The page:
Baccarat Guide: A Low-Edge Casino Game That’s Easy to Learn
Are you looking for a fair casino game?
Good luck – they don’t exist. However, a few games come close.
One of those games is baccarat. It has one of the lowest house edges in the casino.
Baccarat is a popular casino table game that first appeared in 19th century France. Baccarat chemin de fer is the original version. It’s also known as baccarat banque and punto banco.
Despite its popularity and low house edge, many people avoid learning how to play baccarat because they think it’s a difficult game to learn.
But that couldn’t be any further from the truth.
Baccarat’s an easy game to learn. In fact, you could make the argument that baccarat’s easier to learn than blackjack. If anything, it’s because there’s little to no decision making or strategy involved in baccarat, whereas blackjack is the complete opposite.
You don’t have to take our word for it, though. Just read the next section and see for yourself.
How to Play Casino Baccarat
Most casinos offer punto banco as their baccarat game. So that’s the game we’ll explain the rules for below. We cover additional variations and side bets later on in this guide.
Baccarat’s a relatively easy game to learn.
The object of the game is to bet on who you think will have the best hand – the banker or the player. Or you can bet on whether you think they’ll tie. You can also bet on any two or all three of these outcomes.
Here’s what a sample hand will look like:
You and anyone else playing will place your bet(s). You can bet on the banker, player, tie, or any combination of those three options.
Once the bets are made, the croupier will deal two hands – one for the player, and another for the banker.
The player hand is dealt with first. The dealer gives it a point value so he can decide whether you’re given a third card or not.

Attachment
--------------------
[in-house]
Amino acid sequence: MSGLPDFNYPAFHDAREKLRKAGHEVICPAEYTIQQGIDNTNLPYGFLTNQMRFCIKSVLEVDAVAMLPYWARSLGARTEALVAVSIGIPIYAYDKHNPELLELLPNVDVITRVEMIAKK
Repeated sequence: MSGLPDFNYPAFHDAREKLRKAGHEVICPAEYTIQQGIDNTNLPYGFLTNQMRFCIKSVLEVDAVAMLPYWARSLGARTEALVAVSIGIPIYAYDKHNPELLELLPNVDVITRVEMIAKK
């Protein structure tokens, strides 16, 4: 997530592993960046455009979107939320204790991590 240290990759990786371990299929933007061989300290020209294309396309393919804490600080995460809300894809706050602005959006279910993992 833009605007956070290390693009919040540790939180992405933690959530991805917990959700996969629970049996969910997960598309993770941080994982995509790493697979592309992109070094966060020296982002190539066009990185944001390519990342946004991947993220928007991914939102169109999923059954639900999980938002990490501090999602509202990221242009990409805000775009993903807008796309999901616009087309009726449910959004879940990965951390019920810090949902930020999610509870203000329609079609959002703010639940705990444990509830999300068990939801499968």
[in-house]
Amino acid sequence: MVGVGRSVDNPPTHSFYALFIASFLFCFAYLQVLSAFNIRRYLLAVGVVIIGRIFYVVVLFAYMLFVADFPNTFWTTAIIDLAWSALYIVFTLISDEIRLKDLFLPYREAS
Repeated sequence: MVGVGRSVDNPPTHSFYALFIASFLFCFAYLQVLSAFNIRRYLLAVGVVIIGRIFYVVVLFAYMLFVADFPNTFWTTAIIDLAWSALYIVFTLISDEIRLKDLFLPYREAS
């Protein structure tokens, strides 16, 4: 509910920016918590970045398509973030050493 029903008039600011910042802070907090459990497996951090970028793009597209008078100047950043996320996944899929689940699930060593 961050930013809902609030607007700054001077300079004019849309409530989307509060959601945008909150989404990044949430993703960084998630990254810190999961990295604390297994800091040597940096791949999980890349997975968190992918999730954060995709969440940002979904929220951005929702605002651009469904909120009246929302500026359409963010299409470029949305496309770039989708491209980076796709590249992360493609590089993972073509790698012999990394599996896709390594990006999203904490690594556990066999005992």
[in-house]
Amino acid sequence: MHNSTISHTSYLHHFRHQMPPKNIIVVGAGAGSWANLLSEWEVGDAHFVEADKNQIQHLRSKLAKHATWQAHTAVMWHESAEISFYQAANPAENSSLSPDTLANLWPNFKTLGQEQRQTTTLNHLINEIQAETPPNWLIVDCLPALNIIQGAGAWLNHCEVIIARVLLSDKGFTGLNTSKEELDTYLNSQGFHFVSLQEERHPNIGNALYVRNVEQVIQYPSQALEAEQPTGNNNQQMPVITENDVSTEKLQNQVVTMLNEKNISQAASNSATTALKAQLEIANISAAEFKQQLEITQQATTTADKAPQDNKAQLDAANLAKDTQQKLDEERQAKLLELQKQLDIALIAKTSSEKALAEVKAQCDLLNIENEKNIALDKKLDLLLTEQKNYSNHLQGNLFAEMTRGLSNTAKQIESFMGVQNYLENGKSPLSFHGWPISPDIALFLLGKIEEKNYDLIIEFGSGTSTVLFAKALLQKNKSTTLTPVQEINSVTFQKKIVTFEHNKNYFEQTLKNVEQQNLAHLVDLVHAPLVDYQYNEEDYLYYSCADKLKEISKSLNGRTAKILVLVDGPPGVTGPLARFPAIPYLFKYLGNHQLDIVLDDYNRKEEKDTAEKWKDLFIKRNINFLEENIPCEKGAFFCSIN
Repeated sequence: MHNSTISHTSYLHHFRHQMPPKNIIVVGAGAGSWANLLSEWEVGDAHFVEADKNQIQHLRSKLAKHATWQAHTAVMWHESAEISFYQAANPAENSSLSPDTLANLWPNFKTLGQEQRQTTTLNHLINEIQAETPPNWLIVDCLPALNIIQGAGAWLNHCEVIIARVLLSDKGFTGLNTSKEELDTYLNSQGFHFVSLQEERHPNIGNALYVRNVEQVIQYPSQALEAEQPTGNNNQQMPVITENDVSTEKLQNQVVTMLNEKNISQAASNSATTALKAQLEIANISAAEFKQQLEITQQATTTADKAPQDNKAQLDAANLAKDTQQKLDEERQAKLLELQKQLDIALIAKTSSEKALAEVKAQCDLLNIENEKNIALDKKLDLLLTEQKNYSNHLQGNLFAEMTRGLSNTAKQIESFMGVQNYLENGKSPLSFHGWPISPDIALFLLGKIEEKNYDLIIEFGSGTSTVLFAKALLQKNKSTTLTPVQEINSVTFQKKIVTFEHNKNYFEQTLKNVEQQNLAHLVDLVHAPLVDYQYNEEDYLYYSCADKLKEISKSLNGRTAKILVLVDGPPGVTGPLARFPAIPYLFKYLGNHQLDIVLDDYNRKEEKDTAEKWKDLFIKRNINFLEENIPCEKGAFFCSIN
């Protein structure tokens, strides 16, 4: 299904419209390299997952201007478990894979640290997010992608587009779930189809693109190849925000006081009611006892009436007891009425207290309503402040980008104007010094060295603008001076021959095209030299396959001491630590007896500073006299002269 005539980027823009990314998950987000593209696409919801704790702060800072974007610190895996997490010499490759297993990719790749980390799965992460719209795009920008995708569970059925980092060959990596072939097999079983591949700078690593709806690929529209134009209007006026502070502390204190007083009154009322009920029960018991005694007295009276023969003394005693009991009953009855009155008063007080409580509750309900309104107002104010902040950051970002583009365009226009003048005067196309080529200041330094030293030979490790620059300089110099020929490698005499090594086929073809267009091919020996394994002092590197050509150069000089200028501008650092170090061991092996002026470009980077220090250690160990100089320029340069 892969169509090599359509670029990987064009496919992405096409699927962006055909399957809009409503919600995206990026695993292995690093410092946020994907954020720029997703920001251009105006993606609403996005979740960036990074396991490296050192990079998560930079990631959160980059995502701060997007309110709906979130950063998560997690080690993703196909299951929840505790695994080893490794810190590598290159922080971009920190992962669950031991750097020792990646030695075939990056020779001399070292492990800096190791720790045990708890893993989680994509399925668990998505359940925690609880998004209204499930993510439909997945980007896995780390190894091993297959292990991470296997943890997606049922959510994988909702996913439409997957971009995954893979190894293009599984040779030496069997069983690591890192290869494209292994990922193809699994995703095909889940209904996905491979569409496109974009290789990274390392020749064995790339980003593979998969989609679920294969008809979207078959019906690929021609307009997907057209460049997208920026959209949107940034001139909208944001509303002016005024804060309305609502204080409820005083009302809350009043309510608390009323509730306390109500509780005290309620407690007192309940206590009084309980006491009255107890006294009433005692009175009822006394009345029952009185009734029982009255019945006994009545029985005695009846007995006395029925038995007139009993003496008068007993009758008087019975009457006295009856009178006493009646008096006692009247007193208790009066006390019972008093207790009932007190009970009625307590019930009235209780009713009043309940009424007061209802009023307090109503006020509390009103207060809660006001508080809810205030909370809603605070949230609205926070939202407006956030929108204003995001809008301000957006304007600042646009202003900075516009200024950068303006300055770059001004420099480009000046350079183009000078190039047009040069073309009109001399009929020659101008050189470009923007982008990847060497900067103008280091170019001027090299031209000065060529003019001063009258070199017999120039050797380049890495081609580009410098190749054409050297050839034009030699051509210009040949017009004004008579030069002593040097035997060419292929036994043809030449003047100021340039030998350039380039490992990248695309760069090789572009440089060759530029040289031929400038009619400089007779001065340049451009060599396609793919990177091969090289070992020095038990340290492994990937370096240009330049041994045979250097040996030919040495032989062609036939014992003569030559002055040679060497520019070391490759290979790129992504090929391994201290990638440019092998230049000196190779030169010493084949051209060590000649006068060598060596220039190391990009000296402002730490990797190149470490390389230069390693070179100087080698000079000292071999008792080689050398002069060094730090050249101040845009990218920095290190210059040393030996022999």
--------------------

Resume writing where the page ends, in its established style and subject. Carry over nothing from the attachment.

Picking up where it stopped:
That’s based on the value of your hand, which is based on the following values assigned to each card:
10, J, Q, K = 0
2, 4, 5, 6, 7, 8, 9 = face value
Jokers = not used
Aces = 1
Suits = doesn’t matter
The highest score possible is nine points.
Whenever you have two cards that make a higher (double-digit) score, only the right digit is used.
For example, say you’re dealt two 6s for a total of twelve points. Only the furthest right digit – the two – is used. Your score is two points.
Here are more examples. On the left is the actual (double-digit) value of your hand. On the right is what your score will actually be once the left digit is dropped.
11 = 1 point
12 = 2 points
13 = 3 points
14 = 4 points
15 = 5 points
16 = 6 points
17 = 7 points
18 = 8 points
Once there’s a point value assigned, a third card may or may not be dealt. In punto banco baccarat, this is determined by the croupier and done automatically (based on somewhat complicated rules).
Don’t worry; there’s no need to panic. We list the rules for both the player and banker below. But you don’t need to memorize them because whether you play online or off, the croupier or software will do it all for you.
But it’s a good idea to have a vague understanding so you know what’s going on and why so you’re not confused about why sometimes you’re dealt a third card and other times you’re not.
Here’s what happens based on the value of your hand:
0-5 – The player draws another card.
6-7 – The player stands.
8-9 (natural) – The player stands.
Once the player hand is dealt with, the dealer is next. Here’s what happens based on the total of their hand:
1-2 – Draws another card (no matter the player hand).
3 – Draws another card when the player hand is 1-7 or 9-10, and always stands on player 8.
4 – Draws when player’s hand is 2-7 and always stands on player 1 or 8-10.
5 – Draws when player’s hand is 4-7 and always stands on player 1-3 or 8-10.
6 – Draws when player’s hand is 6-7 and always stands on player 1-5 or 8-10.
7 – Stands (no matter the player hand).
8 or 9 (natural) – Stands (no matter the player hand).